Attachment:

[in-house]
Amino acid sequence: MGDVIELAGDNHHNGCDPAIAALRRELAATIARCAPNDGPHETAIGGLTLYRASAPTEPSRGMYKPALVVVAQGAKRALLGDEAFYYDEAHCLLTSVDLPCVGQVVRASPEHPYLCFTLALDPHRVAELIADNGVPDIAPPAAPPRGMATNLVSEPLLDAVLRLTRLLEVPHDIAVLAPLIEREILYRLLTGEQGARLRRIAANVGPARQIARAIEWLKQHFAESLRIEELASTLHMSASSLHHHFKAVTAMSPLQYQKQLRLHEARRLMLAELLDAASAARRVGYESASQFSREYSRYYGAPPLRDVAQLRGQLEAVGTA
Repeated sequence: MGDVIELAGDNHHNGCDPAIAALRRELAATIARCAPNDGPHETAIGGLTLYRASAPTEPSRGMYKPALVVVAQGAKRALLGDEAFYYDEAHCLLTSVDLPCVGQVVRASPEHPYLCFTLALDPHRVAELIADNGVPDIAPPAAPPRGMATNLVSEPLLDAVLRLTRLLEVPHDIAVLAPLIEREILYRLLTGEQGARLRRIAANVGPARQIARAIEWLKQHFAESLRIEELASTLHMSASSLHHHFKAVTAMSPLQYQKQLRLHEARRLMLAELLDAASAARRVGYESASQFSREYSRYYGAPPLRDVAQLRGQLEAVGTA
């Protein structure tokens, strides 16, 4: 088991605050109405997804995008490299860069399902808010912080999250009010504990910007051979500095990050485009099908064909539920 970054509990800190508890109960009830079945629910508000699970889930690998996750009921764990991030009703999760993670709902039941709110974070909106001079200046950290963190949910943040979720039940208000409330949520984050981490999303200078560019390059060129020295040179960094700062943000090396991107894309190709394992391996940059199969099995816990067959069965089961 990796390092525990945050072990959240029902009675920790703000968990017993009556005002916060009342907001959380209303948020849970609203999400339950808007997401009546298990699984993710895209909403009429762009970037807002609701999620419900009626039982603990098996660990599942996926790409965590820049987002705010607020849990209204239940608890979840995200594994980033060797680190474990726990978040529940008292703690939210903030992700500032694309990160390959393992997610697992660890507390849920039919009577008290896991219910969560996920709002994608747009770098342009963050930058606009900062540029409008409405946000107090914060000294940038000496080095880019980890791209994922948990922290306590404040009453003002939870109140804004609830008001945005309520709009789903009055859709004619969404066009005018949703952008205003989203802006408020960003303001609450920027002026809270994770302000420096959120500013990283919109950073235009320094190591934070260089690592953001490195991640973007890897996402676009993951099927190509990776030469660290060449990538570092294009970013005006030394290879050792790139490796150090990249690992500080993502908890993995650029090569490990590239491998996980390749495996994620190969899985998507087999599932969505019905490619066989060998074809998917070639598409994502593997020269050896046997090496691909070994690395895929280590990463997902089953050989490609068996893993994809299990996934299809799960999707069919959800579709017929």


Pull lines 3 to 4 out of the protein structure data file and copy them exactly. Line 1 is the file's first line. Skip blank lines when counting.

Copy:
Repeated sequence: MGDVIELAGDNHHNGCDPAIAALRRELAATIARCAPNDGPHETAIGGLTLYRASAPTEPSRGMYKPALVVVAQGAKRALLGDEAFYYDEAHCLLTSVDLPCVGQVVRASPEHPYLCFTLALDPHRVAELIADNGVPDIAPPAAPPRGMATNLVSEPLLDAVLRLTRLLEVPHDIAVLAPLIEREILYRLLTGEQGARLRRIAANVGPARQIARAIEWLKQHFAESLRIEELASTLHMSASSLHHHFKAVTAMSPLQYQKQLRLHEARRLMLAELLDAASAARRVGYESASQFSREYSRYYGAPPLRDVAQLRGQLEAVGTA
């Protein structure tokens, strides 16, 4: 088991605050109405997804995008490299860069399902808010912080999250009010504990910007051979500095990050485009099908064909539920 970054509990800190508890109960009830079945629910508000699970889930690998996750009921764990991030009703999760993670709902039941709110974070909106001079200046950290963190949910943040979720039940208000409330949520984050981490999303200078560019390059060129020295040179960094700062943000090396991107894309190709394992391996940059199969099995816990067959069965089961 990796390092525990945050072990959240029902009675920790703000968990017993009556005002916060009342907001959380209303948020849970609203999400339950808007997401009546298990699984993710895209909403009429762009970037807002609701999620419900009626039982603990098996660990599942996926790409965590820049987002705010607020849990209204239940608890979840995200594994980033060797680190474990726990978040529940008292703690939210903030992700500032694309990160390959393992997610697992660890507390849920039919009577008290896991219910969560996920709002994608747009770098342009963050930058606009900062540029409008409405946000107090914060000294940038000496080095880019980890791209994922948990922290306590404040009453003002939870109140804004609830008001945005309520709009789903009055859709004619969404066009005018949703952008205003989203802006408020960003303001609450920027002026809270994770302000420096959120500013990283919109950073235009320094190591934070260089690592953001490195991640973007890897996402676009993951099927190509990776030469660290060449990538570092294009970013005006030394290879050792790139490796150090990249690992500080993502908890993995650029090569490990590239491998996980390749495996994620190969899985998507087999599932969505019905490619066989060998074809998917070639598409994502593997020269050896046997090496691909070994690395895929280590990463997902089953050989490609068996893993994809299990996934299809799960999707069919959800579709017929």